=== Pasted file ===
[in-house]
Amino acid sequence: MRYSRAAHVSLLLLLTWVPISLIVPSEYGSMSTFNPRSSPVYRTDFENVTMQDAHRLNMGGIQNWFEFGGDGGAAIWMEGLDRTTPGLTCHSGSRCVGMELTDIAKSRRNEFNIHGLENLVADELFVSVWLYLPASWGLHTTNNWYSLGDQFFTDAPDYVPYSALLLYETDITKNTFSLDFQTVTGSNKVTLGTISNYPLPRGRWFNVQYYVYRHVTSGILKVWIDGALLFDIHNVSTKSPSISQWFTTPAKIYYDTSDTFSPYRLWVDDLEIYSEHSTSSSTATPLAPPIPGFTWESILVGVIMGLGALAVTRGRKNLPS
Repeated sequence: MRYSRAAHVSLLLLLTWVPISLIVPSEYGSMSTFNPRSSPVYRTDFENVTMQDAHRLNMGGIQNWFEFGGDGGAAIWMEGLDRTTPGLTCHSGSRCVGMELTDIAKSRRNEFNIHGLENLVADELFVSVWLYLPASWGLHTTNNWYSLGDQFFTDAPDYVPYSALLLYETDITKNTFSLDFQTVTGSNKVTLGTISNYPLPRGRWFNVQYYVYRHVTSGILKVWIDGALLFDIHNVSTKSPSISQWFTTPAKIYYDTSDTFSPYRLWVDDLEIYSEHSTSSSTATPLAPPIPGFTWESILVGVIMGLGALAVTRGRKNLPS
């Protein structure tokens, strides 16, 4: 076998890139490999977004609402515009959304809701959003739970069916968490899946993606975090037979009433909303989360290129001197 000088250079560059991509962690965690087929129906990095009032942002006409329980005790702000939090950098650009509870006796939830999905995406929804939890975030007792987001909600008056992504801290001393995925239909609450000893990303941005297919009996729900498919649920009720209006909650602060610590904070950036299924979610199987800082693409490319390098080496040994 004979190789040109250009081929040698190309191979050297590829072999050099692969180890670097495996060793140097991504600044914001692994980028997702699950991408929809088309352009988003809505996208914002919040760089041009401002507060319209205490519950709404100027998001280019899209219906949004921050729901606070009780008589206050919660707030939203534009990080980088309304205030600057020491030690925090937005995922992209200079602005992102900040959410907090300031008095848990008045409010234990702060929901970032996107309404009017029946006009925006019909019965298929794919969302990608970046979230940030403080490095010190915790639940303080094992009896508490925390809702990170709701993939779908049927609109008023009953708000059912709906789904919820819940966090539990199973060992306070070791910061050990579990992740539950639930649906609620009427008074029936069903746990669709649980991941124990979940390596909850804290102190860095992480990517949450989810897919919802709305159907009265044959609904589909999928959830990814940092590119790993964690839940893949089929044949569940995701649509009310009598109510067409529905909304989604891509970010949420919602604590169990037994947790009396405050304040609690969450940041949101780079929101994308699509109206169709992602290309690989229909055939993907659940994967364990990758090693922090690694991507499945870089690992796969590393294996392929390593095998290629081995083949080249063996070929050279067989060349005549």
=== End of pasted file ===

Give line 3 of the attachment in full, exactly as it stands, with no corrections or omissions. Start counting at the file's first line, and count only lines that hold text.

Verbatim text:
Repeated sequence: MRYSRAAHVSLLLLLTWVPISLIVPSEYGSMSTFNPRSSPVYRTDFENVTMQDAHRLNMGGIQNWFEFGGDGGAAIWMEGLDRTTPGLTCHSGSRCVGMELTDIAKSRRNEFNIHGLENLVADELFVSVWLYLPASWGLHTTNNWYSLGDQFFTDAPDYVPYSALLLYETDITKNTFSLDFQTVTGSNKVTLGTISNYPLPRGRWFNVQYYVYRHVTSGILKVWIDGALLFDIHNVSTKSPSISQWFTTPAKIYYDTSDTFSPYRLWVDDLEIYSEHSTSSSTATPLAPPIPGFTWESILVGVIMGLGALAVTRGRKNLPS